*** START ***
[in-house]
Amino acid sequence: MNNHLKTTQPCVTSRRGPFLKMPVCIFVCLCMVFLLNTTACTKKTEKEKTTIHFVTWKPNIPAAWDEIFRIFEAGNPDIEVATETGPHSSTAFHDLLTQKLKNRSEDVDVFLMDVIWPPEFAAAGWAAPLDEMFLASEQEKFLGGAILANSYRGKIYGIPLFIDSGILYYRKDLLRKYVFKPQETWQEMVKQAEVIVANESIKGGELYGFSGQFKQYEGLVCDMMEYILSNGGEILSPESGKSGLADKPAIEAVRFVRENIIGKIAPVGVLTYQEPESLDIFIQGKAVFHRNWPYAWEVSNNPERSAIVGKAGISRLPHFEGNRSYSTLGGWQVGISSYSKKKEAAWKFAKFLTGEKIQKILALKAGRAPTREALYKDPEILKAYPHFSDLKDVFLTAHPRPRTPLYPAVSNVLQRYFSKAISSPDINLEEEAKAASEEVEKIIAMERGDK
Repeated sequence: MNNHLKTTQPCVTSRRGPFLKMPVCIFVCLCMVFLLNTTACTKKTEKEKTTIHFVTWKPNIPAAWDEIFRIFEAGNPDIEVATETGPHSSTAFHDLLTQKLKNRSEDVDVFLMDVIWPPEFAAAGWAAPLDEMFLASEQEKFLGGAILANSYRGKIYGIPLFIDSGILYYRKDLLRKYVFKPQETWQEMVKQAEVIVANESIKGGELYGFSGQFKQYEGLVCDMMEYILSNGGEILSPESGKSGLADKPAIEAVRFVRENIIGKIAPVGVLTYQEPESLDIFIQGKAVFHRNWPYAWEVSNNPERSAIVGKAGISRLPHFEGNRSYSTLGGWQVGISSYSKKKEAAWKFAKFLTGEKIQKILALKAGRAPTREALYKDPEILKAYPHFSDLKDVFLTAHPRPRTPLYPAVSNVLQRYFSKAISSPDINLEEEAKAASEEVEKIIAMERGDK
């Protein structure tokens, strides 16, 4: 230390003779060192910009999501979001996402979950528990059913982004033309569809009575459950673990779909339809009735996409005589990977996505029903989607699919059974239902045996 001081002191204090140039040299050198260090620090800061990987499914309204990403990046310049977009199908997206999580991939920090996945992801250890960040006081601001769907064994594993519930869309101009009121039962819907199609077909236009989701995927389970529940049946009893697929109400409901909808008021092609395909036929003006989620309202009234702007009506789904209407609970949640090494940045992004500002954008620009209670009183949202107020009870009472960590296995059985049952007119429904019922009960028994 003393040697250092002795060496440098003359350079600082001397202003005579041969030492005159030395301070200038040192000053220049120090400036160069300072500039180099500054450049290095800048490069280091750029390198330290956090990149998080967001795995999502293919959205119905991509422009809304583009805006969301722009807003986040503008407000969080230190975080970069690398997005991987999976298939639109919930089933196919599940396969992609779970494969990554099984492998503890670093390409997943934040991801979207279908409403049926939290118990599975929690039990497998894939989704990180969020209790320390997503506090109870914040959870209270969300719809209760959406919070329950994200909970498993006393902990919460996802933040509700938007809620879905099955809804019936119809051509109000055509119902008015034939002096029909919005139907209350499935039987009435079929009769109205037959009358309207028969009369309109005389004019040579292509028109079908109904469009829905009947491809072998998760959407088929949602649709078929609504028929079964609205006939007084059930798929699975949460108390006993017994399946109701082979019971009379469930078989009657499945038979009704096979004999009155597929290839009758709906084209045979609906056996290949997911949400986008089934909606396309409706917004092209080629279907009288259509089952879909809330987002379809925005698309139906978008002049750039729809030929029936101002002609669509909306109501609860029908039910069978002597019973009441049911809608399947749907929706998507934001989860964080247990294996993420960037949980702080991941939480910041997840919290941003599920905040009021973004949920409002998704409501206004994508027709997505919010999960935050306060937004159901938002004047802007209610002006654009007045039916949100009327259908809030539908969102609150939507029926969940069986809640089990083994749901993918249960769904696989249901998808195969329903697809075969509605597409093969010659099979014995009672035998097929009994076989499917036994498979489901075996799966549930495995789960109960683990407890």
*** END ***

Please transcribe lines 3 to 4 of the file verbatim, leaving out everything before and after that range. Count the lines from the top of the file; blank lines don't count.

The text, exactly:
Repeated sequence: MNNHLKTTQPCVTSRRGPFLKMPVCIFVCLCMVFLLNTTACTKKTEKEKTTIHFVTWKPNIPAAWDEIFRIFEAGNPDIEVATETGPHSSTAFHDLLTQKLKNRSEDVDVFLMDVIWPPEFAAAGWAAPLDEMFLASEQEKFLGGAILANSYRGKIYGIPLFIDSGILYYRKDLLRKYVFKPQETWQEMVKQAEVIVANESIKGGELYGFSGQFKQYEGLVCDMMEYILSNGGEILSPESGKSGLADKPAIEAVRFVRENIIGKIAPVGVLTYQEPESLDIFIQGKAVFHRNWPYAWEVSNNPERSAIVGKAGISRLPHFEGNRSYSTLGGWQVGISSYSKKKEAAWKFAKFLTGEKIQKILALKAGRAPTREALYKDPEILKAYPHFSDLKDVFLTAHPRPRTPLYPAVSNVLQRYFSKAISSPDINLEEEAKAASEEVEKIIAMERGDK
């Protein structure tokens, strides 16, 4: 230390003779060192910009999501979001996402979950528990059913982004033309569809009575459950673990779909339809009735996409005589990977996505029903989607699919059974239902045996 001081002191204090140039040299050198260090620090800061990987499914309204990403990046310049977009199908997206999580991939920090996945992801250890960040006081601001769907064994594993519930869309101009009121039962819907199609077909236009989701995927389970529940049946009893697929109400409901909808008021092609395909036929003006989620309202009234702007009506789904209407609970949640090494940045992004500002954008620009209670009183949202107020009870009472960590296995059985049952007119429904019922009960028994 003393040697250092002795060496440098003359350079600082001397202003005579041969030492005159030395301070200038040192000053220049120090400036160069300072500039180099500054450049290095800048490069280091750029390198330290956090990149998080967001795995999502293919959205119905991509422009809304583009805006969301722009807003986040503008407000969080230190975080970069690398997005991987999976298939639109919930089933196919599940396969992609779970494969990554099984492998503890670093390409997943934040991801979207279908409403049926939290118990599975929690039990497998894939989704990180969020209790320390997503506090109870914040959870209270969300719809209760959406919070329950994200909970498993006393902990919460996802933040509700938007809620879905099955809804019936119809051509109000055509119902008015034939002096029909919005139907209350499935039987009435079929009769109205037959009358309207028969009369309109005389004019040579292509028109079908109904469009829905009947491809072998998760959407088929949602649709078929609504028929079964609205006939007084059930798929699975949460108390006993017994399946109701082979019971009379469930078989009657499945038979009704096979004999009155597929290839009758709906084209045979609906056996290949997911949400986008089934909606396309409706917004092209080629279907009288259509089952879909809330987002379809925005698309139906978008002049750039729809030929029936101002002609669509909306109501609860029908039910069978002597019973009441049911809608399947749907929706998507934001989860964080247990294996993420960037949980702080991941939480910041997840919290941003599920905040009021973004949920409002998704409501206004994508027709997505919010999960935050306060937004159901938002004047802007209610002006654009007045039916949100009327259908809030539908969102609150939507029926969940069986809640089990083994749901993918249960769904696989249901998808195969329903697809075969509605597409093969010659099979014995009672035998097929009994076989499917036994498979489901075996799966549930495995789960109960683990407890």